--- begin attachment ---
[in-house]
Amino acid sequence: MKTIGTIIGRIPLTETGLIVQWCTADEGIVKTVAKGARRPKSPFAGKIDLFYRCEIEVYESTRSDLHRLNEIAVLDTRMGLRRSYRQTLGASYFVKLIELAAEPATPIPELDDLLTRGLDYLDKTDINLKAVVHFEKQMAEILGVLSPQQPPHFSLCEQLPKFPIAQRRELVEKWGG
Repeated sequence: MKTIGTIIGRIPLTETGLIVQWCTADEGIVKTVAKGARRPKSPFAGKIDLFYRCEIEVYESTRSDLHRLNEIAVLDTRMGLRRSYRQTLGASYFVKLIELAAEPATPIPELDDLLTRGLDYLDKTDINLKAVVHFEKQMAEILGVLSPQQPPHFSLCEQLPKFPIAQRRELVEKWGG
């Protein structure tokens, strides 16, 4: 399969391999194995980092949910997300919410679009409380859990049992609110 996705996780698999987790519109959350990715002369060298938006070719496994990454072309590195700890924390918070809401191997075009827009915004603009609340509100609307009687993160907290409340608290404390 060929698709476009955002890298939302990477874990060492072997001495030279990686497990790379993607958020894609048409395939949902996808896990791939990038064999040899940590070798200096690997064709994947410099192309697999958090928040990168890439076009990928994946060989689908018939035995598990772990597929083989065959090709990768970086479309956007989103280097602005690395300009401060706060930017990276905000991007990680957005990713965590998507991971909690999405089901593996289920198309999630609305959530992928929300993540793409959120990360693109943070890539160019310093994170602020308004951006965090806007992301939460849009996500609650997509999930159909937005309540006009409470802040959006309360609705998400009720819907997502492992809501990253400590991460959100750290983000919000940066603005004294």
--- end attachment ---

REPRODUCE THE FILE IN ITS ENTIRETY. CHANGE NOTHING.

[in-house]
Amino acid sequence: MKTIGTIIGRIPLTETGLIVQWCTADEGIVKTVAKGARRPKSPFAGKIDLFYRCEIEVYESTRSDLHRLNEIAVLDTRMGLRRSYRQTLGASYFVKLIELAAEPATPIPELDDLLTRGLDYLDKTDINLKAVVHFEKQMAEILGVLSPQQPPHFSLCEQLPKFPIAQRRELVEKWGG
Repeated sequence: MKTIGTIIGRIPLTETGLIVQWCTADEGIVKTVAKGARRPKSPFAGKIDLFYRCEIEVYESTRSDLHRLNEIAVLDTRMGLRRSYRQTLGASYFVKLIELAAEPATPIPELDDLLTRGLDYLDKTDINLKAVVHFEKQMAEILGVLSPQQPPHFSLCEQLPKFPIAQRRELVEKWGG
């Protein structure tokens, strides 16, 4: 399969391999194995980092949910997300919410679009409380859990049992609110 996705996780698999987790519109959350990715002369060298938006070719496994990454072309590195700890924390918070809401191997075009827009915004603009609340509100609307009687993160907290409340608290404390 060929698709476009955002890298939302990477874990060492072997001495030279990686497990790379993607958020894609048409395939949902996808896990791939990038064999040899940590070798200096690997064709994947410099192309697999958090928040990168890439076009990928994946060989689908018939035995598990772990597929083989065959090709990768970086479309956007989103280097602005690395300009401060706060930017990276905000991007990680957005990713965590998507991971909690999405089901593996289920198309999630609305959530992928929300993540793409959120990360693109943070890539160019310093994170602020308004951006965090806007992301939460849009996500609650997509999930159909937005309540006009409470802040959006309360609705998400009720819907997502492992809501990253400590991460959100750290983000919000940066603005004294």